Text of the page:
Scandinavia is often described as “land of the midnight sun.” Images may to come to mind of Vikings, long cold winters, and challenging words abounding with strange vowel combinations. Fact or fiction? Let’s tour one Scandinavian city—Stockholm. Visiting Stockholm, an extraordinary destination, builds on both facts……and a bit of fiction.
My Stockholm Backstory
When people know you’re “well traveled” they make assumptions. Rather than ask you, “Have you been to a particular destination” they’ll ask, “How did you like a place?” Lately, that’s been happening with visiting Sweden. People assume I’ve been there, and I have. It’s a destination I never tire of visiting. Stockholm offers much of what I enjoy doing when on holiday!
Re-visiting Stockholm was in the planning stages when the pandemic began. Obviously, I put the visit on hold. However, my trip planning was done and my interest in history, culture, and food, never stops!
As I learn, I share, so thought it would be fun to write about some of the fascinating things I learned about Sweden and lead you on this armchair tour of this extraordinary destination. You might just want to add visiting Stockholm to your post-pandemic bucket list of places to visit.
Welcome to Sweden
Sweden takes up much of the Scandinavian Peninsula (shared with Norway). The country was named by the Suiones people, early inhabitants to the region dating back to 100 CE.
Typical of Scandinavian countries, Sweden experiences long winters and short summers. Around 15 percent of Sweden is part of the Arctic Circle. Even so, the chilly climate is cooled by low-pressure winds through the North Atlantic Current.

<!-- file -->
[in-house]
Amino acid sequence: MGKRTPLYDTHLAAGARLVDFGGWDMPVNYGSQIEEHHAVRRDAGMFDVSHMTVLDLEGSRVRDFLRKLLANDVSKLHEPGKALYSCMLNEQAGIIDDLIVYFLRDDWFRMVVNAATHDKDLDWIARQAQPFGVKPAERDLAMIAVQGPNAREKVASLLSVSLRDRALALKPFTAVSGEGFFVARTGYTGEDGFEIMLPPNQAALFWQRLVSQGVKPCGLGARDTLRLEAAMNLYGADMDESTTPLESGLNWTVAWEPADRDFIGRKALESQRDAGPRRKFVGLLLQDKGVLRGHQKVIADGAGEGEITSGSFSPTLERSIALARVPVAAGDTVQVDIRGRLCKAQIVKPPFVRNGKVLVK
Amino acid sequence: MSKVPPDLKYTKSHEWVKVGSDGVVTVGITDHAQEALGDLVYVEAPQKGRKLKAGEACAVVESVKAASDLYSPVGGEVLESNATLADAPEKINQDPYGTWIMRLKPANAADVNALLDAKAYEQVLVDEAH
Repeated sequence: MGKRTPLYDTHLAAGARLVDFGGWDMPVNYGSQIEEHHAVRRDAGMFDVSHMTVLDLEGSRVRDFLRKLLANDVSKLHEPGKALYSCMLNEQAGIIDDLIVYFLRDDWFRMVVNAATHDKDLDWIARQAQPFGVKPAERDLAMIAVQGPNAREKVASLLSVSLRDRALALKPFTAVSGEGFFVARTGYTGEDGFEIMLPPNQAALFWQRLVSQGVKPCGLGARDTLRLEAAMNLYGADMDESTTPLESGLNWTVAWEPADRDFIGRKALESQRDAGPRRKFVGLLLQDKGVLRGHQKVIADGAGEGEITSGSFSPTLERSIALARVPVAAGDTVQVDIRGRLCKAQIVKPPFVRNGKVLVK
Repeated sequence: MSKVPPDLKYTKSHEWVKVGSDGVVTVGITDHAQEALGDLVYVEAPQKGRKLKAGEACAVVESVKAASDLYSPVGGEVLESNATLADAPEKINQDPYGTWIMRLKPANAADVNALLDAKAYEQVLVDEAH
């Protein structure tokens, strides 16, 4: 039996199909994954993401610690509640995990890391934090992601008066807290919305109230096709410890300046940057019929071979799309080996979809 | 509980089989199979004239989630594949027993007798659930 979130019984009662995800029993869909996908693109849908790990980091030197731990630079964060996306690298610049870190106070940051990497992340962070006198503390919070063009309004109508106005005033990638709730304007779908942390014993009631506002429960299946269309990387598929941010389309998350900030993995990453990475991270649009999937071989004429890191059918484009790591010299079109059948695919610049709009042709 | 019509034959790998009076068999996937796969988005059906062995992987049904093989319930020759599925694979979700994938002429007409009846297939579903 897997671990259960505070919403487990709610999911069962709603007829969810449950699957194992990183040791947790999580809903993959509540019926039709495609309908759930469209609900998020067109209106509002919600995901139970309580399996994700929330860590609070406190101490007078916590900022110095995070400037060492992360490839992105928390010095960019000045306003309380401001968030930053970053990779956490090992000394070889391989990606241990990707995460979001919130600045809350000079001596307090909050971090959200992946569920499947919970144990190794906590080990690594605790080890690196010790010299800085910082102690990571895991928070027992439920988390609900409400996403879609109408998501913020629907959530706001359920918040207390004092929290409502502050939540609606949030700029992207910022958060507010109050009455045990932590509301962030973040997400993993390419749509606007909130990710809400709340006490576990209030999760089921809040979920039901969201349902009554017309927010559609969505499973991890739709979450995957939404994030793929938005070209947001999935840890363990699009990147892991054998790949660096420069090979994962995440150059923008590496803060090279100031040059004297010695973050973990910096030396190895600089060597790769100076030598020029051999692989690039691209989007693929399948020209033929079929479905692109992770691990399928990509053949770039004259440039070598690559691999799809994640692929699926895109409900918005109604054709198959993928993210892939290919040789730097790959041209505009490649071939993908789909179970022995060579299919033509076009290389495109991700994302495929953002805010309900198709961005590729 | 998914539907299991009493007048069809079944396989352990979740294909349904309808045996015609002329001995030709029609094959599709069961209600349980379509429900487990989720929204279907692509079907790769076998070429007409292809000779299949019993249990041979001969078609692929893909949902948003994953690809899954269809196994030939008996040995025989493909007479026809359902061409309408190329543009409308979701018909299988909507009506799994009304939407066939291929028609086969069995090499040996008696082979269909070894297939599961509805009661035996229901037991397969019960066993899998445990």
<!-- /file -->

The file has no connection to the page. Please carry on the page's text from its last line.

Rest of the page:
When visiting Stockholm, the time of year makes a difference. On Stockholm’s shortest day the capital sees a mere six hours of sunlight, while on the longest day it stays light for nearly 21 hours.
For much of its history, Swedish culture was religiously homogeneous. Very early religion was based on Norse mythology (the important gods included Odin, Thor, Freyr, and Freyja). Roman Catholicism came to Sweden in the 11th century, and the Protestant Reformation and Lutherism spread to Sweden by the mid-1500s. The Evangelical Lutheran Church of Sweden was the dominant religion through the 20th century, but today more religions co-exist.
Ethnically, over the centuries Swedish culture has also been homogeneous. Swedish is the central language (though many people speak English). There are two minority groups in Sweden: the native Finnish-speaking people (along the border to Finland), and Sami or Lapp people who live in the northern area.
Sweden’s Viking Legacy
Archeologists found evidence of human life on the Scandinavian Peninsula dating back to 100 CE. With its harsh climate, the northern lands made it hard to survive.
Starting in the 9th century, many Scandinavians left their homelands in search of greater fortune and adventure. We know them as the notorious Vikings. Fantastic stories describe the Vikings (that’s where the fiction comes in). For the next three centuries they left their mark as pirates, traders, and settlers throughout Europe. They also traveled north (they’re also called ‘Norsemen’ which translates to ‘Northmen’) to Iceland, Greenland, Newfoundland, and Russia.
The Vikings weren’t one race of people. They came from different countries including Sweden, but also Norway, Denmark, and Finland. They were different from their European cousins because they were not “civilized”—they came from foreign lands and were not Christian.
Scandinavians, through their contact with European traders, applied “modern” sailing technology as they constructed their ships. They also learned about how wealthy European countries were growing, and they learned about conflicts between many countries. These conditions attracted the Vikings, who recognized how they could take what they wanted from unprotected countries in conflict.